why do soils differ from one place to the other

Why do Soils Differ? There are numerous reasons why soils differ regionally. The most
influential factors include the parent material (the rocks from which the soil has come), the climate and terrain of the region, as well as the type of plant life and vegetation present, and, of course, human influence. Parent material - this refers to the original underlying rock upon which the soil formation takes place. Essentially, the nature of parent rock in a particular region will affect the type of soil that eventually develops. For example, in an area of mainly sandstone, the soil formed due to the weathering of the rock is likely to be well-drained, course and sandy. Climate The world consists of a broad range of climatic regions, each with its own specific types of soil. A common example of this is tundra soil, which tends to occur mainly in northern-hemisphere areas such as the Arctic and Scandinavia, where the climate is often cold and hence the organic materials do not break down very easily and peat tends to form. In contrast, red and grey desert soils which are found only in hot, arid regions, such as Africa and the Middle-East, contain very small amounts of organic material because it is rapidly oxidised under the warm conditions.

These soils but are less leached than the tundra soils. Terrain this is another important factor in soil development. Areas with many slopes in the land tend to have more freely drained soils, as water can run off or percolate more rapidly. In contrast, regions with mostly flat areas of land can often be waterlogged, because of the lack of gradient to promote lateral or sideways flow. Plants The type of plant life and vegetation obviously varies according to a region s climate and other factors. Plants also have a strong influence on soil development they take up nutrients from the ground, whilst adding organic material to the soil surface. Humans We should not forget the influence of man who has managed the land over the last few thousand years. Agriculture, in particular, has had a big influence on developing the soils we see today. What makes one soil different from another? Each soil tells a different story of its origins and management practices.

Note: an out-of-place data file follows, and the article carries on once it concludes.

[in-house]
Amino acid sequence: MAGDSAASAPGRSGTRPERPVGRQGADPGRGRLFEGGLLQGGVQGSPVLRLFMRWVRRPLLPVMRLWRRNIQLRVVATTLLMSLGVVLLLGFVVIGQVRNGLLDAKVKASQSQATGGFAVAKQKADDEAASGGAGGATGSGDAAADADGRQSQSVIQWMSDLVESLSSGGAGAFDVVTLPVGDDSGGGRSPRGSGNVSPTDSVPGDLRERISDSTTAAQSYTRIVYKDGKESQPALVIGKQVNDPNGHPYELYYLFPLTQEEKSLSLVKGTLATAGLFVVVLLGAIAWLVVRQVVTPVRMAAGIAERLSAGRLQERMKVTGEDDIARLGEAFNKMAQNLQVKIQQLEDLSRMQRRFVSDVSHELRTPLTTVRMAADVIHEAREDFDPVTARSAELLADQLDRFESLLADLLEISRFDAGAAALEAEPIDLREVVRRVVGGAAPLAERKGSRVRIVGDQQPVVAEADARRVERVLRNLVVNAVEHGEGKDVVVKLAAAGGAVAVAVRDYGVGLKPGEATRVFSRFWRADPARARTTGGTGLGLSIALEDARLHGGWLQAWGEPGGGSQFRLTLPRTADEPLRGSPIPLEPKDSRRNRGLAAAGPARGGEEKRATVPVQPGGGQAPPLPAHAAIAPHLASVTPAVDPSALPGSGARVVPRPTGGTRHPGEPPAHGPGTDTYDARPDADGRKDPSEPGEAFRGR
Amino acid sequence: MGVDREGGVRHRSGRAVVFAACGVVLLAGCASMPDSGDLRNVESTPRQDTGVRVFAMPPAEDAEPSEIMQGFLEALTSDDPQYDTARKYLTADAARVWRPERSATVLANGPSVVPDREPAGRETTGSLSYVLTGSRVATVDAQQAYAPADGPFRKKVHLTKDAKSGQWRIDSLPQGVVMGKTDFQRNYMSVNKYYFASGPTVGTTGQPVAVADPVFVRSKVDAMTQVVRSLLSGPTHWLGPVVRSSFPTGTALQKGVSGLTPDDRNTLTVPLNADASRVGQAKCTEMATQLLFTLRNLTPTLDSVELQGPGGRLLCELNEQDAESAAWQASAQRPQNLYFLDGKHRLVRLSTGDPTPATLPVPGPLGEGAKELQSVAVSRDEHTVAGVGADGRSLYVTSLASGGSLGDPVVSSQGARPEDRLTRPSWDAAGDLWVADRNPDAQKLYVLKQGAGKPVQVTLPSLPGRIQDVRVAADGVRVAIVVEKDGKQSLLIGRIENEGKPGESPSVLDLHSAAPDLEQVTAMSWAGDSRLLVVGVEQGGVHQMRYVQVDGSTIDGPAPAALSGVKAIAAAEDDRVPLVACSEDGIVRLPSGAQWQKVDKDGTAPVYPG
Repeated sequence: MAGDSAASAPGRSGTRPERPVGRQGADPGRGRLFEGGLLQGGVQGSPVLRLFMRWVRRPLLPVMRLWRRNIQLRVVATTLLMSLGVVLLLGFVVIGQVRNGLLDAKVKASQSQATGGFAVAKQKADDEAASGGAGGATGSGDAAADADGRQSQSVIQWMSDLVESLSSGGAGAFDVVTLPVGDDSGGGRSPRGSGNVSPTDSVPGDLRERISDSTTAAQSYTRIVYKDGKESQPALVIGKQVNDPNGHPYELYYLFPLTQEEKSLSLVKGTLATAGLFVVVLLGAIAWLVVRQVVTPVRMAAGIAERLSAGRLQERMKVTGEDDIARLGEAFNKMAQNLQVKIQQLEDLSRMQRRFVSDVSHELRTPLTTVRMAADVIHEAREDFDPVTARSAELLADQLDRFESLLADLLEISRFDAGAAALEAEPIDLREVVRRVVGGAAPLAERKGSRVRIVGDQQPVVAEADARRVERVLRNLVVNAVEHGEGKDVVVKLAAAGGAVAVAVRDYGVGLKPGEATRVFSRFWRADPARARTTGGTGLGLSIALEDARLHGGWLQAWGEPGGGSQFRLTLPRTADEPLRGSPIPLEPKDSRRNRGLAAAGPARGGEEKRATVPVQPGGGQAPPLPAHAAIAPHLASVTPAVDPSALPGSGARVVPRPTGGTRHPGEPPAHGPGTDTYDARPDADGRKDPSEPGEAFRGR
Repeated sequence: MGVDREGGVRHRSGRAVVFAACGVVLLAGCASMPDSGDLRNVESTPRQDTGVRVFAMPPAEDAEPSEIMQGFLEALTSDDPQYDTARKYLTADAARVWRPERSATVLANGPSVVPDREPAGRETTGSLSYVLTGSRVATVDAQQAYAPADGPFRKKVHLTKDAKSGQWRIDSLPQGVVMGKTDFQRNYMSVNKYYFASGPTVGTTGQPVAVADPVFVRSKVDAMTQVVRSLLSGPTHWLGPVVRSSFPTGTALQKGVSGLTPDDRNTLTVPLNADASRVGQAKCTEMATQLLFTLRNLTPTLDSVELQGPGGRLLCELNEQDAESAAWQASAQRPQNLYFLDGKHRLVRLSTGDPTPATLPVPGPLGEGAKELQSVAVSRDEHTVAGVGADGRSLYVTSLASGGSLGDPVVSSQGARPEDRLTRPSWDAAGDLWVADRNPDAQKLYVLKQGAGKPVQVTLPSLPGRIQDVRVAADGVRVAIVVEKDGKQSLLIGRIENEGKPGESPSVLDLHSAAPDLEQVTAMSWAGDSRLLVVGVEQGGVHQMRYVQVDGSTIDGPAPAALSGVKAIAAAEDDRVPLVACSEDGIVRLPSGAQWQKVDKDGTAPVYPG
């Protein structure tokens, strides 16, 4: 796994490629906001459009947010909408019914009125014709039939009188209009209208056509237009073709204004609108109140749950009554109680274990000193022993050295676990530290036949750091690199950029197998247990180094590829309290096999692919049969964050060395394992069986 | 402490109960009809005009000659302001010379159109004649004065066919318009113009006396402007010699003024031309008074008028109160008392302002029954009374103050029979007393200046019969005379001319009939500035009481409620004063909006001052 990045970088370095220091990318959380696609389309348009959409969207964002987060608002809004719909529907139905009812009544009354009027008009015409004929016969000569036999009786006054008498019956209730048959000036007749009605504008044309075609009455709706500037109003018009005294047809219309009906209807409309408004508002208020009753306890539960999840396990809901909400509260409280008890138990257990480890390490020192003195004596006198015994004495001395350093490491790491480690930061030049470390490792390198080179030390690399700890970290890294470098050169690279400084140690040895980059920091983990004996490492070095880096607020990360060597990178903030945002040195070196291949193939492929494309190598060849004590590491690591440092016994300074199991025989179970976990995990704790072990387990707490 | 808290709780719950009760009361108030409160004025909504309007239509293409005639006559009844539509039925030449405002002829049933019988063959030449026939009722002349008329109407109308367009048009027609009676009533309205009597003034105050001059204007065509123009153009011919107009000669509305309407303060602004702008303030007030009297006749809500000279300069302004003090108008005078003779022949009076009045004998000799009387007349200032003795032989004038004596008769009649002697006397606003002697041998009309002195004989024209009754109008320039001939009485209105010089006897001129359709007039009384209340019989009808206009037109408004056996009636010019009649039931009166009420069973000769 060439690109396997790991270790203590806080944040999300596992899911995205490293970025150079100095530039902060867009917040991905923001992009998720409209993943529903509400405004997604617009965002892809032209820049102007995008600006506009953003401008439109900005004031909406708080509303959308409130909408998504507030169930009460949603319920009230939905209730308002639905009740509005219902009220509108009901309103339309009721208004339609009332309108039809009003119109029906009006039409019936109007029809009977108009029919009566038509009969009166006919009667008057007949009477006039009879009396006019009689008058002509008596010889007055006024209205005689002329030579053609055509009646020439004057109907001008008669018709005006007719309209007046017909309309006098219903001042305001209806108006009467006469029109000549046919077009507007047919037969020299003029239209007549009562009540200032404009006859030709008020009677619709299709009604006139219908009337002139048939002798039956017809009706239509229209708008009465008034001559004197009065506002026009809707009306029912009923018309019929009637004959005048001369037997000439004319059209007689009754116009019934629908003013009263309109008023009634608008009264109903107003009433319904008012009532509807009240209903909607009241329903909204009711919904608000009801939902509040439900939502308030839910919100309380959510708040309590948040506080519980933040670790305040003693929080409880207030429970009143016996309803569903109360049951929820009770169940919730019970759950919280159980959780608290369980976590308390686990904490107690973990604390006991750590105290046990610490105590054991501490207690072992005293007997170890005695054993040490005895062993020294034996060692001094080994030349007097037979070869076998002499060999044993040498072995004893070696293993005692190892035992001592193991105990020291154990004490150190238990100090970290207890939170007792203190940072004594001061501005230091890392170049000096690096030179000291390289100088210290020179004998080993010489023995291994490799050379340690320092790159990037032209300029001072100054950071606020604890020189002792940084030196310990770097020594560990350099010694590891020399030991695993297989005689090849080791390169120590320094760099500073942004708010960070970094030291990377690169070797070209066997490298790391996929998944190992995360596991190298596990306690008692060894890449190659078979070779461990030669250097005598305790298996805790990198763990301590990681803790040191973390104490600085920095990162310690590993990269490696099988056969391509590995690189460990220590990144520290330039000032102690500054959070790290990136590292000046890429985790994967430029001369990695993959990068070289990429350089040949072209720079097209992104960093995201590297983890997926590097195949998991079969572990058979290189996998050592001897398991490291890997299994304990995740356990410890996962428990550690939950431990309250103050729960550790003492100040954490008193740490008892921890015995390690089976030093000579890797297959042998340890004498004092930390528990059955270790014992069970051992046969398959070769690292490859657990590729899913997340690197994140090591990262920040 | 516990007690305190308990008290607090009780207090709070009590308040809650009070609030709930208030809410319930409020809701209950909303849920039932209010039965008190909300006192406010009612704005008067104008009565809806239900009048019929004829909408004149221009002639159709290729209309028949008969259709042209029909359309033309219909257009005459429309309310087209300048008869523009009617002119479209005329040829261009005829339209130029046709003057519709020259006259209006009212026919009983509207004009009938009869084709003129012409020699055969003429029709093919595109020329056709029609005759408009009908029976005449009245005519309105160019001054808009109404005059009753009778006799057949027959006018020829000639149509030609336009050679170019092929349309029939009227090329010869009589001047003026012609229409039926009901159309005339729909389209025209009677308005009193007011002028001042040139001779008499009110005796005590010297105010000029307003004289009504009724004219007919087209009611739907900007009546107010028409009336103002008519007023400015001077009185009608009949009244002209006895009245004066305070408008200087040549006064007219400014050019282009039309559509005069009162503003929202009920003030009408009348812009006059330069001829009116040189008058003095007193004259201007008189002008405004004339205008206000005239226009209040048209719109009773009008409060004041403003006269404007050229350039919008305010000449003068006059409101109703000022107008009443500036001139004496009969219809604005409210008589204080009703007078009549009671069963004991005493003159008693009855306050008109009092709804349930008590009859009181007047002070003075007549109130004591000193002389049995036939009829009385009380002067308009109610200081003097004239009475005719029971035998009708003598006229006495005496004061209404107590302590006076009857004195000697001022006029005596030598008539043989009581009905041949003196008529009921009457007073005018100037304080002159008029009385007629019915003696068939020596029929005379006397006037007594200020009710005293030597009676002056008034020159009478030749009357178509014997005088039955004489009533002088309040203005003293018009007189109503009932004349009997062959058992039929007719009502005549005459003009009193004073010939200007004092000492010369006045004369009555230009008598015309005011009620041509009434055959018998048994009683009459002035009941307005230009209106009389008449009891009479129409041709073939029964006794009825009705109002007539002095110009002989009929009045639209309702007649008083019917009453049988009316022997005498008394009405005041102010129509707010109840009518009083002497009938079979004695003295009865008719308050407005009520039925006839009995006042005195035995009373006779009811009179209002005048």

On, Eric Brevik at Dickson State University, North Dakota, points out that these differences are the result of five factors. He refers to them as ClORPT: climate, organisms, relief, parent materials and time. Temperature and precipitation are the main factors making soils different from one another. Precipitation dissolves minerals and salts in the soil. These move with the water down through the soil profile. Climate and temperature also influences which plants and other organisms live in the soil. Animals and microorganisms living in soil decompose plant and animal tissues, and wastes. Eventually these become humus which influences soil color. Organisms and humus also affect and the size and shape of the clumps of soil particles, called peds. Peds are important because that is what makes a soil's structure. Where a soil is found in the landscape relief or topography affects its characteristics. Soils on slopes, for example, often experience more erosion and thus are shallower than soils on the top of a hill. Soils at the bottom of the slope are often much deeper due to the deposition of the eroded soil from the slope above.

A soil's position in the landscape can also indicate its inherent drainage (well, imperfect or poorly drained). Soils develop from parent materials including minerals and rocks. Some soils form directly over bedrock but others develop from the materials transported and deposited by glaciers, gravity, wind, rivers, lakes, or oceans. These materials give soils their properties including particle size and minerals. The minerals contribute color and influence chemical factors that affect pH and nutrient availability. All soil-forming processes take time. Younger soils are typically shallower and often more fertile than older soils. It takes less time for a soil to form in sediments deposited by wind than from bedrock because plants can readily grow in sediments. Bedrock has to weather first into soil-sized particles. As you look at different soils in a pit or a trench, think about how ClORPT factors gave them their character. For other interesting posts about why soils matter visit:

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